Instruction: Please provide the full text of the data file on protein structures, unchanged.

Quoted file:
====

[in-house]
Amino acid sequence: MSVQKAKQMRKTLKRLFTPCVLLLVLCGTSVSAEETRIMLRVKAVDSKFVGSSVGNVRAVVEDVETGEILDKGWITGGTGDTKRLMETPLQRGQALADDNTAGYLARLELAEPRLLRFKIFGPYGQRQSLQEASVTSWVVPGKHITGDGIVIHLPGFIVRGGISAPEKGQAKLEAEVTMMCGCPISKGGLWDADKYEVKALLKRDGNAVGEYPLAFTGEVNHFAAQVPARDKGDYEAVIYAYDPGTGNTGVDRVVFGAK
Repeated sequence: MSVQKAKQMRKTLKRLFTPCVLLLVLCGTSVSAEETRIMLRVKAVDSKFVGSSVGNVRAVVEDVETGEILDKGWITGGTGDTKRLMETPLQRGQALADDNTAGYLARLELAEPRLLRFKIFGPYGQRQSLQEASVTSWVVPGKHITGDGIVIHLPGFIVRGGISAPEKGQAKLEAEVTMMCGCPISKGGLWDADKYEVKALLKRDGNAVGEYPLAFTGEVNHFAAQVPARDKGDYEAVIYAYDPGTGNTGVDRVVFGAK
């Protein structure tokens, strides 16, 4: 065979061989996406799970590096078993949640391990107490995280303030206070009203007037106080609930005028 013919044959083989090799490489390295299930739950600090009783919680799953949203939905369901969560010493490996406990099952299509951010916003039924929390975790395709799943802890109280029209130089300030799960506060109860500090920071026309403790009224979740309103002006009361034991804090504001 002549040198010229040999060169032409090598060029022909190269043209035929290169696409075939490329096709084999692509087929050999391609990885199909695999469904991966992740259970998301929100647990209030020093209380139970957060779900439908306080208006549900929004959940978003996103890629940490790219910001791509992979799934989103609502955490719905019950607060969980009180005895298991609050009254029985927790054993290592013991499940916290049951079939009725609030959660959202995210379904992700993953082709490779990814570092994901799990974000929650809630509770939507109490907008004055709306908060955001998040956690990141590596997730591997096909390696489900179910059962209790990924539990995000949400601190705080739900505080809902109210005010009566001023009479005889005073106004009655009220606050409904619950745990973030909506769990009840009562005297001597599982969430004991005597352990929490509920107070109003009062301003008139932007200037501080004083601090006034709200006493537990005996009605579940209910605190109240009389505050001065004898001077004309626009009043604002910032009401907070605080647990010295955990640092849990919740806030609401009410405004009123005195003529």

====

[in-house]
Amino acid sequence: MSVQKAKQMRKTLKRLFTPCVLLLVLCGTSVSAEETRIMLRVKAVDSKFVGSSVGNVRAVVEDVETGEILDKGWITGGTGDTKRLMETPLQRGQALADDNTAGYLARLELAEPRLLRFKIFGPYGQRQSLQEASVTSWVVPGKHITGDGIVIHLPGFIVRGGISAPEKGQAKLEAEVTMMCGCPISKGGLWDADKYEVKALLKRDGNAVGEYPLAFTGEVNHFAAQVPARDKGDYEAVIYAYDPGTGNTGVDRVVFGAK
Repeated sequence: MSVQKAKQMRKTLKRLFTPCVLLLVLCGTSVSAEETRIMLRVKAVDSKFVGSSVGNVRAVVEDVETGEILDKGWITGGTGDTKRLMETPLQRGQALADDNTAGYLARLELAEPRLLRFKIFGPYGQRQSLQEASVTSWVVPGKHITGDGIVIHLPGFIVRGGISAPEKGQAKLEAEVTMMCGCPISKGGLWDADKYEVKALLKRDGNAVGEYPLAFTGEVNHFAAQVPARDKGDYEAVIYAYDPGTGNTGVDRVVFGAK
């Protein structure tokens, strides 16, 4: 065979061989996406799970590096078993949640391990107490995280303030206070009203007037106080609930005028 013919044959083989090799490489390295299930739950600090009783919680799953949203939905369901969560010493490996406990099952299509951010916003039924929390975790395709799943802890109280029209130089300030799960506060109860500090920071026309403790009224979740309103002006009361034991804090504001 002549040198010229040999060169032409090598060029022909190269043209035929290169696409075939490329096709084999692509087929050999391609990885199909695999469904991966992740259970998301929100647990209030020093209380139970957060779900439908306080208006549900929004959940978003996103890629940490790219910001791509992979799934989103609502955490719905019950607060969980009180005895298991609050009254029985927790054993290592013991499940916290049951079939009725609030959660959202995210379904992700993953082709490779990814570092994901799990974000929650809630509770939507109490907008004055709306908060955001998040956690990141590596997730591997096909390696489900179910059962209790990924539990995000949400601190705080739900505080809902109210005010009566001023009479005889005073106004009655009220606050409904619950745990973030909506769990009840009562005297001597599982969430004991005597352990929490509920107070109003009062301003008139932007200037501080004083601090006034709200006493537990005996009605579940209910605190109240009389505050001065004898001077004309626009009043604002910032009401907070605080647990010295955990640092849990919740806030609401009410405004009123005195003529």